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Misinformation about condoms

Experts on sexual health ranging from the executive director of the Sex Information and Education Council of Canada to the head of adolescent medicine at the Hospital for Sick Children in Toronto have lauded the new sex-education curriculum imposed on all elementary schools in Ontario. Does it follow that concerned parents have no reasonable basis for alarm? Definitely not. Notwithstanding the assurances of so many experts, there is solid scientific evidence that the immoral new sex education curriculum will have a ... (Continue reading)

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Gairdner on liberals vs. conservatives

Gairdner on liberals vs. conservatives

William D. Gairdner, prolific author of The War on the Family, The Trouble with Canada, and several other penetrating publications, is one of the most influential conservative intellectuals in North America. In his latest book, The Great Divide: Why Liberals and Conservatives will Never, Ever Agree,  he explains how the ideological divide between left- and right-wingers in Canada, the United States, and elsewhere in the Western world has developed into an acrimonious ... (Continue reading)

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Activist judges strike down ban on assisted suicide

National Affairs Rory Leishman With the precedent-shattering ruling in Carter v. Canada on Feb. 6, nine robed dictators on the Supreme Court of Canada not only struck down the longstanding ban on physician-assisted suicide in the Criminal Code: they also delivered a lethal blow to democracy and the rule of law in Canada. Consider the evidence: Gloria Taylor, the now deceased person who initiated the Carter case, was ... (Continue reading)

Canadian Supreme Court ignores Parliament in doctor-assisted suicide ruling

With the precedent-shattering ruling in Carter v. Canada on Feb. 6, nine robed dictators on the Supreme Court of Canada not only struck down the longstanding ban on physician-assisted suicide in the Criminal Code: They also delivered a lethal blow to democracy and the rule of law in Canada. Consider the evidence: Gloria Taylor, the now deceased person who initiated the Carter case, was tragically afflicted with amyotrophic lateral sclerosis, the same progressive, incurable, paralysing disease that afflicted Sue Rodriguez, the principal in , Rodriguez v. ... (Continue reading)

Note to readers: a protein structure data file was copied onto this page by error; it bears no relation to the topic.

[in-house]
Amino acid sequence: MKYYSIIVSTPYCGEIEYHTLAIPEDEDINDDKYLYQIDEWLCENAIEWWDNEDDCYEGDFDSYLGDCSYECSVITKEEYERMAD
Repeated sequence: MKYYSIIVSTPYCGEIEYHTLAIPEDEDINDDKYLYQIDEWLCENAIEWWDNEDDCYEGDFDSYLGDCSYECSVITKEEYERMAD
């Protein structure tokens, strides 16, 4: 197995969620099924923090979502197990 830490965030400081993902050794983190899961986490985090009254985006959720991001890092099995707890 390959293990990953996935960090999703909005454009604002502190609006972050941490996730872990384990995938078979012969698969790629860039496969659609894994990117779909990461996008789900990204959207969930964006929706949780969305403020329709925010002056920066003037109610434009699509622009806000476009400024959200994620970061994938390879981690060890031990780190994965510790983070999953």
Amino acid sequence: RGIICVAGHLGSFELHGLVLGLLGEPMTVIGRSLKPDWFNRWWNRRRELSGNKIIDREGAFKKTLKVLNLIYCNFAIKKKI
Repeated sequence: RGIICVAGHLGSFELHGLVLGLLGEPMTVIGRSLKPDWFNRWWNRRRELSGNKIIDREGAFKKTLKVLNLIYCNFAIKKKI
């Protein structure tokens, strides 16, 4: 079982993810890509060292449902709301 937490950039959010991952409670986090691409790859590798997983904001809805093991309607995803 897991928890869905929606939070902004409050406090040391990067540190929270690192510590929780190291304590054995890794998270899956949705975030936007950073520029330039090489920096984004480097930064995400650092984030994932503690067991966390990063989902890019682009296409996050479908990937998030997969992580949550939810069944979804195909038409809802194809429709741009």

Euthanasia’s slippery slope

Euthanasia’s slippery slope

In “End of Life Decision Making,” a report issued in 2011, a so-called “expert panel” appointed by the Royal Society of Canada assured Canadians: “The evidence does not support claims that decriminalizing voluntary euthanasia and assisted suicide poses a threat to vulnerable people, or that decriminalization will lead us down a slippery slope from assisted suicide and voluntary euthanasia to non-voluntary or involuntary euthanasia.” That statement is plainly wrong. For ... (Continue reading)

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Being Mortal is mostly good, except for egregious euthanasia error

Being Mortal is mostly good, except for egregious euthanasia error

Dr. Atul Gawande is a renowned surgeon, public-health researcher and medical professor at Harvard. His latest book, Being Mortal: Medicine and What Matters in the End, contains many valuable suggestions for improving the care and treatment of terminally ill patients nearing the end of life. To begin with, Gawande notes that as recently as 1945, most deaths in the United States, Canada, and other industrialized countries occurred at home. Today, most ... (Continue reading)

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Democracy and Christianity are compatible

National Affairs Rory Leishman Over the past 50 years in North America, faithful Christians – that is to say, those who look to Sacred Scripture as the ultimate authority on all questions of faith and morality – have endured one political calamity after another. In the United States, the process came to an early climax in 1973 with the calamitous decision of the United States Supreme Court in Roe ... (Continue reading)